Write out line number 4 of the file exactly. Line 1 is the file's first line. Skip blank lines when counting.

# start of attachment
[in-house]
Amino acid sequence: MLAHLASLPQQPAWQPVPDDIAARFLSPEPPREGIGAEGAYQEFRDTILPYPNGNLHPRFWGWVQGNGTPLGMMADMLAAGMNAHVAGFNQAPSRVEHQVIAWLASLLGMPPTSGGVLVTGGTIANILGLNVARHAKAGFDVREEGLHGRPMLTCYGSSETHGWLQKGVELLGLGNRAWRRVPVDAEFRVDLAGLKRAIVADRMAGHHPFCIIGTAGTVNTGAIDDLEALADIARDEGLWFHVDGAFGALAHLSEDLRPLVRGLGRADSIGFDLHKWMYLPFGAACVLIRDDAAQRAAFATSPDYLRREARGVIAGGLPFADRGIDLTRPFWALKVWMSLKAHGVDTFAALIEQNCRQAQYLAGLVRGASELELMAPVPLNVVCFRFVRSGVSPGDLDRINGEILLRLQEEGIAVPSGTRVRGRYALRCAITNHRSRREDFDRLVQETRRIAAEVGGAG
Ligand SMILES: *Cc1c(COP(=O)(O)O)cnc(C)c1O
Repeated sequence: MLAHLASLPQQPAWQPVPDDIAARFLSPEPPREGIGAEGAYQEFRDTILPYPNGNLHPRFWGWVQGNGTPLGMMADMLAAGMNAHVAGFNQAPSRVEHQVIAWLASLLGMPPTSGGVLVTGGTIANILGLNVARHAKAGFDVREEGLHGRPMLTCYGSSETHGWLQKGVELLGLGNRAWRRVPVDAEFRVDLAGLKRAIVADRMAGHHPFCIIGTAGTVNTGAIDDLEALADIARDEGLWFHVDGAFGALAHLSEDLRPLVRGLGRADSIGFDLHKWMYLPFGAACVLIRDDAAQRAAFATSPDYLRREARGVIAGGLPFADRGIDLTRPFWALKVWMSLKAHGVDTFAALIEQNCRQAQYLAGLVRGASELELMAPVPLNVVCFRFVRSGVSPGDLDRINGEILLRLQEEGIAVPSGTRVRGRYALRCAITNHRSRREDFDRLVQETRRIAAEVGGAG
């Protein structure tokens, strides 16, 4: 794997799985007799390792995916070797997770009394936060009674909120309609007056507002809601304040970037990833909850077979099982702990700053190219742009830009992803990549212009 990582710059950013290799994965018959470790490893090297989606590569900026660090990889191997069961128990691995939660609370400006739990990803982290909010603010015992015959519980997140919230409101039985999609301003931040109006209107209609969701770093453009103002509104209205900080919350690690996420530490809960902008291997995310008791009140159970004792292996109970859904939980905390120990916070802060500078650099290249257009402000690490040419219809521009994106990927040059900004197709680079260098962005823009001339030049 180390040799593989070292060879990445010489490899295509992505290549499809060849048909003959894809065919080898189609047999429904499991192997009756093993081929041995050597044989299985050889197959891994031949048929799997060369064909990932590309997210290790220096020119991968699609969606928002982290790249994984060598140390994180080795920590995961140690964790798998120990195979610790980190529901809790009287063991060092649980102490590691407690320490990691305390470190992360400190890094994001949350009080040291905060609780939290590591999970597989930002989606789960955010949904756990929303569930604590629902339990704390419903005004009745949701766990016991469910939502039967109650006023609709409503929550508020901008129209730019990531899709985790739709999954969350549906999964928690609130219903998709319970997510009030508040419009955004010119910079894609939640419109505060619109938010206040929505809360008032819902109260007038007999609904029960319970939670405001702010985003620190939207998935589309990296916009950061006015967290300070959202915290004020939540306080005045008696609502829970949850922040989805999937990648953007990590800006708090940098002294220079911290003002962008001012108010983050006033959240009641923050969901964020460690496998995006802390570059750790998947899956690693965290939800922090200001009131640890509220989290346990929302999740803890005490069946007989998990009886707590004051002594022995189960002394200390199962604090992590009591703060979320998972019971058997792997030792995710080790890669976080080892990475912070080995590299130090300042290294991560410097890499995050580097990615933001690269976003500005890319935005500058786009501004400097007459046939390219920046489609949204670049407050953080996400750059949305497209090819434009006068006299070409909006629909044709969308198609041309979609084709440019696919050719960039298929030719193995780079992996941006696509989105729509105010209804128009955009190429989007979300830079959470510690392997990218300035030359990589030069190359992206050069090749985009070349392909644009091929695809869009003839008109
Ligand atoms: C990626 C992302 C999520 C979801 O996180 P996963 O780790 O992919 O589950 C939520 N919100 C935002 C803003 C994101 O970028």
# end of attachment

Repeated sequence: MLAHLASLPQQPAWQPVPDDIAARFLSPEPPREGIGAEGAYQEFRDTILPYPNGNLHPRFWGWVQGNGTPLGMMADMLAAGMNAHVAGFNQAPSRVEHQVIAWLASLLGMPPTSGGVLVTGGTIANILGLNVARHAKAGFDVREEGLHGRPMLTCYGSSETHGWLQKGVELLGLGNRAWRRVPVDAEFRVDLAGLKRAIVADRMAGHHPFCIIGTAGTVNTGAIDDLEALADIARDEGLWFHVDGAFGALAHLSEDLRPLVRGLGRADSIGFDLHKWMYLPFGAACVLIRDDAAQRAAFATSPDYLRREARGVIAGGLPFADRGIDLTRPFWALKVWMSLKAHGVDTFAALIEQNCRQAQYLAGLVRGASELELMAPVPLNVVCFRFVRSGVSPGDLDRINGEILLRLQEEGIAVPSGTRVRGRYALRCAITNHRSRREDFDRLVQETRRIAAEVGGAG